• 17 MAY 16
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    When A Loose Tooth Means Much More

    Losing baby teeth to make room for permanent teeth is a natural part of growing up. You may encourage your child to place her lost tooth under her pillow for the tooth fairy to find, but you should take the situation seriously if her baby teeth fall out early due to accidents or tooth decay. These circumstances require special attention to prevent dental problems from developing (in the case of a knocked out tooth) or from spreading (in the case of tooth decay).

    Normal Circumstances for Baby Teeth to Fall OutWhen A Loose Tooth Means Much More

    When baby teeth fall out naturally, they tend to follow a particular pattern. If your child loses teeth on a regular schedule and permanent teeth grow in normally, you don’t need to make a special trip to the dentist; just stick to your normal six-month visits for check-ups, x-rays and cleanings.

    The correct order to lose baby teeth

    While it varies from child to child, the first baby teeth should start falling out around the age of 6 or 7. The first to fall out are usually the two bottom front teeth, since these were the first to appear in your child’s mouth as an infant. The top two teeth come next at 7 to 8 years old. Baby teeth further back in the mouth continue to come loose as permanent teeth get ready to erupt. All baby teeth should fall out and be replaced by permanent teeth by age 12 or 13. (The second and third sets of molars, called the 12-year molars and wisdom teeth, erupt later without replacing baby teeth.)

    How long does it take to lose baby teeth?

    Once loose, a baby tooth can take anywhere from a few days to a few months to fall out. To speed up the process, you may encourage your child to wiggle her loose tooth. The new permanent tooth should begin to appear in the lost tooth’s place soon after, though it can take several months to grow in completely.

    When to See a Dentist

    If any of the following dental scenarios occur, schedule a special visit with Dr. Evanson.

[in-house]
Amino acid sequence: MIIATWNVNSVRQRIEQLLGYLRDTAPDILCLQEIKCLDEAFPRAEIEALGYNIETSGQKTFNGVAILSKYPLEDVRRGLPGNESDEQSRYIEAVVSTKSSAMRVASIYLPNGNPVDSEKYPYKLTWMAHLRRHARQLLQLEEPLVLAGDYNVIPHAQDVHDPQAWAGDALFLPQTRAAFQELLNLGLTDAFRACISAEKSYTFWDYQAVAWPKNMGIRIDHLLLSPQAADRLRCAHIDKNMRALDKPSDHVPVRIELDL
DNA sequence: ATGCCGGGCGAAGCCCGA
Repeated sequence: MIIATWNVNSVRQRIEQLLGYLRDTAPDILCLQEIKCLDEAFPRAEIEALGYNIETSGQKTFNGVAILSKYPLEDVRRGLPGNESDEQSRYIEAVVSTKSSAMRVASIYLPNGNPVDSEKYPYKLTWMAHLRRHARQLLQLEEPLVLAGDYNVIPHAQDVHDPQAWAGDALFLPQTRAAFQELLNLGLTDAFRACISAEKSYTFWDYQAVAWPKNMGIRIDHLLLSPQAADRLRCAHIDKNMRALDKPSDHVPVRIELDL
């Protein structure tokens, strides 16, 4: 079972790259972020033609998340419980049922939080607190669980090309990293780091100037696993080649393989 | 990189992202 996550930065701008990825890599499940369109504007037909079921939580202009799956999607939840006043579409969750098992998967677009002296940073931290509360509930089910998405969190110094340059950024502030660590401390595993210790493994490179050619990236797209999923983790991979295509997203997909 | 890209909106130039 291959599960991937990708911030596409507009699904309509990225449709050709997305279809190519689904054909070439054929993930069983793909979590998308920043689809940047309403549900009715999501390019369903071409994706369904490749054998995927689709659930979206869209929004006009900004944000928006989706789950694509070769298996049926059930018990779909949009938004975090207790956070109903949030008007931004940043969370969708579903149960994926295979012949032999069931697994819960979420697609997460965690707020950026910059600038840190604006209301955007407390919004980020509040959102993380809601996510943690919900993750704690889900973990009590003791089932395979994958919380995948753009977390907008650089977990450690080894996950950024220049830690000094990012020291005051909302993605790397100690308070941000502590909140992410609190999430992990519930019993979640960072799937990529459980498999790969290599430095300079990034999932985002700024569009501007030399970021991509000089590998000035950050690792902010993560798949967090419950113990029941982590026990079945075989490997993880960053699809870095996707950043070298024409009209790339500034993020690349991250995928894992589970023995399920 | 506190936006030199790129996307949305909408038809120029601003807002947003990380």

Permanent teeth don’t grow in

    Give a permanent tooth up to six months to erupt after a baby tooth falls out. If it fails to grow in, your child could have dental damage that requires an evaluation from Dr. Evanson.

    Permanent teeth start growing in before the baby tooth falls out

    Sometimes permanent teeth start to erupt before baby teeth fall out. When this happens, the permanent tooth may erupt out of the front of the gums. To remedy the problem before it gets worse, bring your child to Dr. Evanson to have the baby tooth pulled. This gives the permanent tooth room to grow in straight.

    A baby tooth comes loose after an accident

    If a hard knock to the face leaves your child with loose or missing teeth, assess the damage immediately. Rinse out your child’s mouth and look for broken tooth fragments. If the damaged tooth is only slightly loose, it should tighten by itself over time. If the tooth is pressed in, pulled out or pushed to the side, set an emergency appointment with Dr. Evanson. X-rays reveal possible root damage and help determine what treatment is necessary.

    A baby tooth falls out early

    The typical schedule for teeth to fall out is a guideline, but if your child loses baby teeth way off schedule, the teeth could be damaged by decay. Schedule a dentist appointment to discover the extent of the problem and begin restorative treatment if necessary.

    If you have any questions or concerns about these loose tooth scenarios, please contact Evanson DDS online or call us at (720) 409-0008.

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